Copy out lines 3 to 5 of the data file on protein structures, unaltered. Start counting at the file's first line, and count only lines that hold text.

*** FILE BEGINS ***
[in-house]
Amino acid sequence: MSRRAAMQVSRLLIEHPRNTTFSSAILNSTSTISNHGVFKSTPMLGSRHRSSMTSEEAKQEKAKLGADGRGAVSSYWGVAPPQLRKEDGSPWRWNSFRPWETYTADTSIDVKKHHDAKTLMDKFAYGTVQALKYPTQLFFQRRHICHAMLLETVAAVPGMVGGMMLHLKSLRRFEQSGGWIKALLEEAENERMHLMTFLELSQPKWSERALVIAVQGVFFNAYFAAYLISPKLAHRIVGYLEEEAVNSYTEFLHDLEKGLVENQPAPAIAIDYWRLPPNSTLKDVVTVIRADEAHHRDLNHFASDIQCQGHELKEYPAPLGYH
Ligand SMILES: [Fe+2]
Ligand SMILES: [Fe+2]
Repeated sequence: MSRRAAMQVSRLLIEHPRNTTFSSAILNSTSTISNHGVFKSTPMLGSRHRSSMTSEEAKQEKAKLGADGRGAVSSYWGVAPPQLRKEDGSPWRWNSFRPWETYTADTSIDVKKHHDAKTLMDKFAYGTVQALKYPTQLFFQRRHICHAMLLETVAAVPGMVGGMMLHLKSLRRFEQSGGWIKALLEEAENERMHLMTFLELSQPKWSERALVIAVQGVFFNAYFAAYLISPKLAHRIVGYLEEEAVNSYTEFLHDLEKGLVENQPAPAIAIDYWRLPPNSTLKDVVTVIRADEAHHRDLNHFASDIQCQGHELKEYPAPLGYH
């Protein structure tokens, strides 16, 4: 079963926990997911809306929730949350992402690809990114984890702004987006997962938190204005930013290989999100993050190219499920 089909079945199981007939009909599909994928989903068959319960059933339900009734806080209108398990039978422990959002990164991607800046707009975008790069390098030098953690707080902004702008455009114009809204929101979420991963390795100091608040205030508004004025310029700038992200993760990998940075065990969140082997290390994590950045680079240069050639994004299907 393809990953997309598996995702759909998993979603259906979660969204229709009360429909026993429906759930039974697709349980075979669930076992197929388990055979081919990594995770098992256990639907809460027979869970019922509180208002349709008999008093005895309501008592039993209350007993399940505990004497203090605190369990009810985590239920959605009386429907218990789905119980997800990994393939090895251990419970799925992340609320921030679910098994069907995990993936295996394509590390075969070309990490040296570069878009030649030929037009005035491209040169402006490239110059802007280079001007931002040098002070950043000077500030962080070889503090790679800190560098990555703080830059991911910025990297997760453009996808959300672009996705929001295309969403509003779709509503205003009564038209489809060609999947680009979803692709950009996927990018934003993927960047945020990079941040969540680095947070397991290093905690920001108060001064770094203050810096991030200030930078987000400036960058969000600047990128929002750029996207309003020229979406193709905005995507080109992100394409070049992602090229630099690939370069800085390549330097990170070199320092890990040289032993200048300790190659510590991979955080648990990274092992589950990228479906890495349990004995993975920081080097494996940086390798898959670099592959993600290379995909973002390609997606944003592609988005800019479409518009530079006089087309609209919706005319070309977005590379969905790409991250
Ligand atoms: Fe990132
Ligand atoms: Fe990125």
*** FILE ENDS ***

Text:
Ligand SMILES: [Fe+2]
Ligand SMILES: [Fe+2]
Repeated sequence: MSRRAAMQVSRLLIEHPRNTTFSSAILNSTSTISNHGVFKSTPMLGSRHRSSMTSEEAKQEKAKLGADGRGAVSSYWGVAPPQLRKEDGSPWRWNSFRPWETYTADTSIDVKKHHDAKTLMDKFAYGTVQALKYPTQLFFQRRHICHAMLLETVAAVPGMVGGMMLHLKSLRRFEQSGGWIKALLEEAENERMHLMTFLELSQPKWSERALVIAVQGVFFNAYFAAYLISPKLAHRIVGYLEEEAVNSYTEFLHDLEKGLVENQPAPAIAIDYWRLPPNSTLKDVVTVIRADEAHHRDLNHFASDIQCQGHELKEYPAPLGYH